Trythall, who is a fascinating composer in his own right, is no less successful in the shorter pieces. The "Three Page Sonata" from 1905 is an especially remarkable work, featuring a slow central section of Webern-like minimalism, and concluding with a bizarre, hallucinatory march-time finale that would sound no less startling if it were written today.

     In his excellent, insightful notes, Trythall observes that "the romantics objected to Ives' avant-garde technical innovations as being far too dissonant and complex. The modernists, on the other hand, objected to Ives' impassioned subjectivity..." Fortunately, we do not need to resort to doctrinaire considerations in judging this music today. This superb new production allows us to judge the great American original on his own terms.

                           Peter Burwasser

American Record Guide

Jul/Aug 1997, Vol. 60, Iss. 4; pg. 126, 1 pgs

 

IVES Piano Pieces: Concord Sonata; Three-Page Sonata; Some SouthSaw Pitching (Study 21); The Anti-Abolitionist Riots (Study 9); Varied Air and Variations (Study 2 for Ears or Aural and Mental Exercise!!) Richard Trythall - Centaur 2285 (Qualiton) 74 min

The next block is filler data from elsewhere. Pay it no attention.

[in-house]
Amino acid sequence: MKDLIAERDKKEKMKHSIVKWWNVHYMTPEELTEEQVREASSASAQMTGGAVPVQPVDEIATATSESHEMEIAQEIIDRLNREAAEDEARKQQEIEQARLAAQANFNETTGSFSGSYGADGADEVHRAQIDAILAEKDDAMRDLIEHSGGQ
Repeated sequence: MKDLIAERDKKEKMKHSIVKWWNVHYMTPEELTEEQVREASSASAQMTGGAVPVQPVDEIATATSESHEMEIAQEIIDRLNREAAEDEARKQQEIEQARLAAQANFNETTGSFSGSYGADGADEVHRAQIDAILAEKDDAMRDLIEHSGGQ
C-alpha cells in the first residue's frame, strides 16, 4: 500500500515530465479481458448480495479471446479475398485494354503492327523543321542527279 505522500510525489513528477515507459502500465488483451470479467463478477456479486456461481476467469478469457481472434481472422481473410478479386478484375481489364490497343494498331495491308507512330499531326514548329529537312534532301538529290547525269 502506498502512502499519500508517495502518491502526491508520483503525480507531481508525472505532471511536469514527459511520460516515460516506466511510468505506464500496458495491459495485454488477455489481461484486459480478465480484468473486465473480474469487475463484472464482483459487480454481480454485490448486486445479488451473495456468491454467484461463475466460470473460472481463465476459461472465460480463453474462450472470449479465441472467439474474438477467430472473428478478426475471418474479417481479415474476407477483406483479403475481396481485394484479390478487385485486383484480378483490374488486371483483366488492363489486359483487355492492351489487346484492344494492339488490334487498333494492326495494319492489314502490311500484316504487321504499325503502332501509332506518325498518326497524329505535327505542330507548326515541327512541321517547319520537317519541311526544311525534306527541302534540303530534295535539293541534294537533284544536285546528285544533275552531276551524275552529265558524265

I would describe Trythall's Ives as very much in the Kirkpatrick tradition: homespun rather than virtuosic, more glittering than nostalgic, lightly pedalled and sometimes brittle-sounding. With Kirkpatrick's two recordings gone apparently never to return, there is definitely a place in the catalog for Trythall's performances. He is impulsive and improvisatory, not the wellgroomed concert-hall pianist of the MarcAndre Hamelin variety (New World). He is ready and eager to slow down the chorale passages of 'Hawthorne' in a way that threatens to stop the work as a whole - but not as the lyrical centerpiece Hamelin creates. There is a disarming simplicity here to remind you of 19th Century American folk art. I will never give up Hamelin's glorious, tear-inducing concert-hall rendition of the Concord, but I'll be keeping Trythall's very different performance as well.